But more importantly, Penny has reinvigorated a fan base. Memphis fans want to root for talented, local players. They’re going to do that with Penny — who is a Memphis native and alum — recruiting the kids he coached at East HS and with Team Penny. Gary Parrish, a Memphis radio host, said on the CBT Podcast on Monday that Memphis has already brought in enough money through donations and ticket sales to pay Penny’s salary and Tubby’s buyout for a year. College sports in a business, and at Memphis, business is finally good again.

4. JEFF CAPEL, Pittsburgh

I think Capel is a good coach and a very good recruiter who doesn’t get enough credit for the job he did at VCU or at Oklahoma before everything blew up in his face post-Blake Griffin. He was overdue to get another shot at a high-major gig, and Pitt was able to land him.

But, if I’m being frank, his presence this high on this list has a lot more to do with the fact that I believe Pitt is a bad job in the midst of what is going to be a long and difficult rebuild. The Pitt basketball program has no pedigree outside of the years that Ben Howland and Jamie Dixon were on campus. They’ve been to seven Sweet 16s in program history, and five of them came in a seven-year period from 2002-09. That was when the Panthers, who have no recruiting base to speak of, were pulling kids out of New York City with the pitch of being able to play in the Big East.

Now?

They’re in the ACC. That sale isn’t going to work, which means that Capel has to find a way to convince players to join a program that went 0-18 in the ACC last season. I’m not sure Pitt is a top ten job in the ACC. And they landed Capel. Good for them.

5. ASHLEY HOWARD, La Salle

Ashley Howard is a Philly native and a former La Salle assistant that has spent all but one year of his post-high school life playing or coaching at one of Philly’s college basketball programs. He knows that city as well as anyone, and has spent the last five years as an assistant on the staff of the most successful program in college basketball during that time, Villanova. This was the guy that La Salle needed to get, and they got him despite the fact that the athletic department is not in great shape financially.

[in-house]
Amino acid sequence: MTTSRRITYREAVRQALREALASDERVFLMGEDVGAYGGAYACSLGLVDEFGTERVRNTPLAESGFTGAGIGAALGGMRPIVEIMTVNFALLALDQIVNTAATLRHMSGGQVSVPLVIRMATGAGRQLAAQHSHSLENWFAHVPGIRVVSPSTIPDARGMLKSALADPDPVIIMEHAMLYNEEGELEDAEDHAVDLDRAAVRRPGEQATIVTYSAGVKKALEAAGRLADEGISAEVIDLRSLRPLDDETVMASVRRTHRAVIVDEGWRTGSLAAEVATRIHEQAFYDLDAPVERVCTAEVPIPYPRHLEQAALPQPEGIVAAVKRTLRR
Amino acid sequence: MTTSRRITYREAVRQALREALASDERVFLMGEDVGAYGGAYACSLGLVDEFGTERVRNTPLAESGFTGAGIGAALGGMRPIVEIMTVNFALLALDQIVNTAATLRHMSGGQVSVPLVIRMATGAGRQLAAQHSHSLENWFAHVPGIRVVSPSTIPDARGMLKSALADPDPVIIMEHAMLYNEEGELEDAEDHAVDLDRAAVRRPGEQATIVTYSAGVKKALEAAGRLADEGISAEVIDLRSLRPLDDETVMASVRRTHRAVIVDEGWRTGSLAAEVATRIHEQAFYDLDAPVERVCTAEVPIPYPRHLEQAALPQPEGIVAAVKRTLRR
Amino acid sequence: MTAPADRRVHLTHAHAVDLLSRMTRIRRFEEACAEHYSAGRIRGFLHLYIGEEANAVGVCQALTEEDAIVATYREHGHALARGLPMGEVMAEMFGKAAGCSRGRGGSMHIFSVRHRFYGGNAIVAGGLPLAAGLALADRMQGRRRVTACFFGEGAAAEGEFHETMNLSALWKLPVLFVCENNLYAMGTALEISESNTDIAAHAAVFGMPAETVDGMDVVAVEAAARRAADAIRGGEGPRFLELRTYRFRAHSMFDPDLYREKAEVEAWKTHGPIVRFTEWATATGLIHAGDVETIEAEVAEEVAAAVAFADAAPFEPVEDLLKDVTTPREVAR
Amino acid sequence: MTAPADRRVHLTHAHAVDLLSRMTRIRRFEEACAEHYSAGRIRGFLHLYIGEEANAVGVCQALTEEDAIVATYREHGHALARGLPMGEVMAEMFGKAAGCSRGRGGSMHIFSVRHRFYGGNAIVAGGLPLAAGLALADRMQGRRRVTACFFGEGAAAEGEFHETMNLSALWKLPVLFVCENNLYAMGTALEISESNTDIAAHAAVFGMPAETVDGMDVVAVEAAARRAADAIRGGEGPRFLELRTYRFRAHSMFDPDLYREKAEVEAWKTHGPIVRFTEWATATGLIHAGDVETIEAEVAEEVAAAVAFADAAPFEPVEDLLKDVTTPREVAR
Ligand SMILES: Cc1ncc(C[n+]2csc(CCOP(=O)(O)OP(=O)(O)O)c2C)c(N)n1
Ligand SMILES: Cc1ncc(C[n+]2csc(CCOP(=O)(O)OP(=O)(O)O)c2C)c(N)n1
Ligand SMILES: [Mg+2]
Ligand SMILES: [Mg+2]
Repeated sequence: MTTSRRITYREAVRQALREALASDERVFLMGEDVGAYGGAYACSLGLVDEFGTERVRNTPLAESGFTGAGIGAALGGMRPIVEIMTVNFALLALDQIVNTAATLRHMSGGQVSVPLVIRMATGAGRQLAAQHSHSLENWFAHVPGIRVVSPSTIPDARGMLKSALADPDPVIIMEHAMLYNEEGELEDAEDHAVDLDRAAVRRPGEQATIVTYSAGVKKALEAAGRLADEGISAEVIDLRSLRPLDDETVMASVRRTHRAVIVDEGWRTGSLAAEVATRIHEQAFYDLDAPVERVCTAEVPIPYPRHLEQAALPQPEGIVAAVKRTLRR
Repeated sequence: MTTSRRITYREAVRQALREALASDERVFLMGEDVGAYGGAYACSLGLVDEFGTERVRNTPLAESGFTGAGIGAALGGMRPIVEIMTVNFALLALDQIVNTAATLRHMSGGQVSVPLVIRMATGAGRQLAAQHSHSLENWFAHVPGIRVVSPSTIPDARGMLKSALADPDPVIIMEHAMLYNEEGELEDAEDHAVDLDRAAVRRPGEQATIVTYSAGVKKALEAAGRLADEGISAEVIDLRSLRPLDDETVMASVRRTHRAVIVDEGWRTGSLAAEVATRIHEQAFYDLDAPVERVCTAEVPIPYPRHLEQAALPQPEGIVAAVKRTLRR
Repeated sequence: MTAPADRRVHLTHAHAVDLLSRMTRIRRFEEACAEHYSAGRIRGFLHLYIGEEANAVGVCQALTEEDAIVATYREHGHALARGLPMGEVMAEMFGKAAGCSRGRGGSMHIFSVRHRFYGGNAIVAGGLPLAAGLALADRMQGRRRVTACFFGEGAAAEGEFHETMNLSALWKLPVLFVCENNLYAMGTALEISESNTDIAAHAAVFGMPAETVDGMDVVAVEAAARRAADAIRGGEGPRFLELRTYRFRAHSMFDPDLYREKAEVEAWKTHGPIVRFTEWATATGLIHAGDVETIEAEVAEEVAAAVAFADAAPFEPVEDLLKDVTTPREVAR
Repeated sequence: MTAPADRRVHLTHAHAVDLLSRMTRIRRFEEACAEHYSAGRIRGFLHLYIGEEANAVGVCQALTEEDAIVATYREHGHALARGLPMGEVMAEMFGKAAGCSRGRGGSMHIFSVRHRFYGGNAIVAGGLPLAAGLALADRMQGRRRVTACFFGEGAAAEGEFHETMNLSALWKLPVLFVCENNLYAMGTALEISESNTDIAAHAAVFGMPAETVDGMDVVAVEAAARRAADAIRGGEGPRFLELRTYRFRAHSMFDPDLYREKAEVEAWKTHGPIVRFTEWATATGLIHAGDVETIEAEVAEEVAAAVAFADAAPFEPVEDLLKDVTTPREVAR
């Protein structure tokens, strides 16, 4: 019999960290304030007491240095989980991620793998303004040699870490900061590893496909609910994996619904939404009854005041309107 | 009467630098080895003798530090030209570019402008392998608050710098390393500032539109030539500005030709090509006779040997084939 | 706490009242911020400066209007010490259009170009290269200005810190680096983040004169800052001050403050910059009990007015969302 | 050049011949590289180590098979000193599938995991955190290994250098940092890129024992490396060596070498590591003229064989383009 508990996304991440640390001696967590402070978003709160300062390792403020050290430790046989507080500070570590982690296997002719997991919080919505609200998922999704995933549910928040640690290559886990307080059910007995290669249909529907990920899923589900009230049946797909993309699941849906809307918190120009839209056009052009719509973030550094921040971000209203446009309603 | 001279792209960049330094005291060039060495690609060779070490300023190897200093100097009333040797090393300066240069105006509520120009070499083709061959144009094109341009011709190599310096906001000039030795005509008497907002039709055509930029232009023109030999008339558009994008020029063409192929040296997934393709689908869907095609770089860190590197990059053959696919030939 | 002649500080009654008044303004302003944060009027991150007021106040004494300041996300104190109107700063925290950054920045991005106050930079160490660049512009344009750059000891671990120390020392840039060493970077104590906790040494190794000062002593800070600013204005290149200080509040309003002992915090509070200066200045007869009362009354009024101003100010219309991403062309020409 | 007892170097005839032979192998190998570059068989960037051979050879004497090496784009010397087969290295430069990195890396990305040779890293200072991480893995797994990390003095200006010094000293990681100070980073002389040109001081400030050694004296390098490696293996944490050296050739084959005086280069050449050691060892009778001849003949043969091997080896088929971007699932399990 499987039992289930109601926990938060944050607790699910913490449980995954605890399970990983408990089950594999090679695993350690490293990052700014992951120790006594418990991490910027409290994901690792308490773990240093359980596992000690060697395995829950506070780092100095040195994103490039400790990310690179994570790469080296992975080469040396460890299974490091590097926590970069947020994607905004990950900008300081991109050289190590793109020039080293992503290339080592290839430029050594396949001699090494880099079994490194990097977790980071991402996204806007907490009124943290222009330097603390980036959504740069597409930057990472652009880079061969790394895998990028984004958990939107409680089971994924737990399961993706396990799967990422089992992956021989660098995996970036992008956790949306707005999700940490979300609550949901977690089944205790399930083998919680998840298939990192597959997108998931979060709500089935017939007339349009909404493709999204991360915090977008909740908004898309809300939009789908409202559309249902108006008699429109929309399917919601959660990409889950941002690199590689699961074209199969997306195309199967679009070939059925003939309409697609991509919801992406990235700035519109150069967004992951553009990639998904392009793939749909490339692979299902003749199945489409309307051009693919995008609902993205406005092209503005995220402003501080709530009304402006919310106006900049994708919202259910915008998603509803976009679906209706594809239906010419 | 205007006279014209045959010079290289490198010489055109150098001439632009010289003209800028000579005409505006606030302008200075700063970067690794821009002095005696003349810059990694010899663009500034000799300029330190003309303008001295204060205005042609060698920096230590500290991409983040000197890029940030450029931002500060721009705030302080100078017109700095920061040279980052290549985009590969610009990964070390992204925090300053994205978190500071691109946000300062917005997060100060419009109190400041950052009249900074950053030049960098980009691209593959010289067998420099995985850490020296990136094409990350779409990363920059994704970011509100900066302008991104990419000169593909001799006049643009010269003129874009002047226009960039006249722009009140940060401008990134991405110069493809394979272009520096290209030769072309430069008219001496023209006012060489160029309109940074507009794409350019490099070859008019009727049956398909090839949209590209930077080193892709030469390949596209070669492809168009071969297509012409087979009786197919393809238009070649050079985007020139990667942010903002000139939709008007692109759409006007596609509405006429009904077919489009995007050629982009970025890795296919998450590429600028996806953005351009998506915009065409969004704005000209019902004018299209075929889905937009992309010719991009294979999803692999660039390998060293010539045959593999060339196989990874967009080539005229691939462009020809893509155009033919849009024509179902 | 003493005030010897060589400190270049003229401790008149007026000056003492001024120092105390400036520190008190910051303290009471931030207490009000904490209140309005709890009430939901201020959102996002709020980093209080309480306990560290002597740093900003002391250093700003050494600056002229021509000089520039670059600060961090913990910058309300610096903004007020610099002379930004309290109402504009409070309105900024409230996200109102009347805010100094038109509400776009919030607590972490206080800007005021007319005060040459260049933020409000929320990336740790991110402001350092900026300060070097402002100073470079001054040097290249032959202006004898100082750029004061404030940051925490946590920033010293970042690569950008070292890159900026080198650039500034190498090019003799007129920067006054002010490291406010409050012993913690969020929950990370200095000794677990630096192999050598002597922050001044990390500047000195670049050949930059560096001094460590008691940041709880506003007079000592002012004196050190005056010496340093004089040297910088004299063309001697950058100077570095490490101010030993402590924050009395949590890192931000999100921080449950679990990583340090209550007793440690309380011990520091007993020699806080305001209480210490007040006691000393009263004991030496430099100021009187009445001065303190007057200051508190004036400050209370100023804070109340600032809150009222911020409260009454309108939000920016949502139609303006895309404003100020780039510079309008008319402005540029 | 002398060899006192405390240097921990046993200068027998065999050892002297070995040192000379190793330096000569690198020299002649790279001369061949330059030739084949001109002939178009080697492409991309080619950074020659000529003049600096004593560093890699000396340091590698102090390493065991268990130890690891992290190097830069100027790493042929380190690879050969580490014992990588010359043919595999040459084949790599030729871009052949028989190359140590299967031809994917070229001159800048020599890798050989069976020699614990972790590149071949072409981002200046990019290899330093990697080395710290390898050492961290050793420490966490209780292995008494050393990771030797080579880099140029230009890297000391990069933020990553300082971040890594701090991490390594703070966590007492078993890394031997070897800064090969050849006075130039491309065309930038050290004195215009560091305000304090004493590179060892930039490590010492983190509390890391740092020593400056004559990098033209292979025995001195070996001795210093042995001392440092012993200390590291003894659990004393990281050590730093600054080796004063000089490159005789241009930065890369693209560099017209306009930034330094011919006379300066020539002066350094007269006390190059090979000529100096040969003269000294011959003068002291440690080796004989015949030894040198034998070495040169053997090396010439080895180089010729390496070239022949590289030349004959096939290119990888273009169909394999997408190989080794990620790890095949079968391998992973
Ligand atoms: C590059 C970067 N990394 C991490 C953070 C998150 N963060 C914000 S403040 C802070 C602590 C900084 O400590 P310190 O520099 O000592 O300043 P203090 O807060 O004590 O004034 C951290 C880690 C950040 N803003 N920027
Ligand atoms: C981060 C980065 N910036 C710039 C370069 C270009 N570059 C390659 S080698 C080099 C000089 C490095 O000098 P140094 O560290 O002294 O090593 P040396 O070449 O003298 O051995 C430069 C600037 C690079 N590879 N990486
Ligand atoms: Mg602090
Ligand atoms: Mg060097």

Jamion Christian (Maddie Meyer/Getty Images)

6. JAMION CHRISTIAN, Siena

Christian went to two NCAA tournaments in six seasons at Mount St. Mary’s, finding a way to stay relevant despite losing transfers to bigger programs. He just turned 36 years old and has a bright future in front of him in this business. He’s had other offers and turned down other jobs, and eventually a better program than Siena was going to smarten up and pull the trigger. What makes the hire even more impressive is that Siena made it happen in the wake of an ugly breakup with Jimmy Patsos. This is the kind of hire that is going to lead to Siena getting back to NCAA tournaments … and having to find another head coach in five or six years.

7. NIKO MEDVED, Colorado State

The Rams landed themselves one of the better young coaches in the country who is a former assistant with the program and they did it without having to break the bank. In four years, Medved built Furman from a program that was left for dead to a conference champ for the first time in 26 seasons. In one season at Drake, he turned the Bulldogs from a team that was expected to be a joke to one that went 10-8 in the league. He’ll have a similar rebuilding task on his hands in Fort Collins, but he should be up for it.

8. JOE DOOLEY, East Carolina

East Carolina is a terrible job. It’s that simple. Terrible. They’ve been to the NCAA tournament twice in program history, the last time coming in 1993. Dooley knows all about this. He was an assistant on staff when they made the 1993 NCAA tournament despite finishing below .500 and just 4-10 in the CAA. He was also the head coach at the program from 1995-99. The best he did was a 17-10 mark, finishing tied for third in the conference. Now, the Pirates are in the AAC, a league that isn’t great but is well above the level of the program. And they were able to land Dooley, a former Kansas assistant that had a ton of success as FGCU the last five years, despite the fact that he knew he was taking a terrible job. Good for them.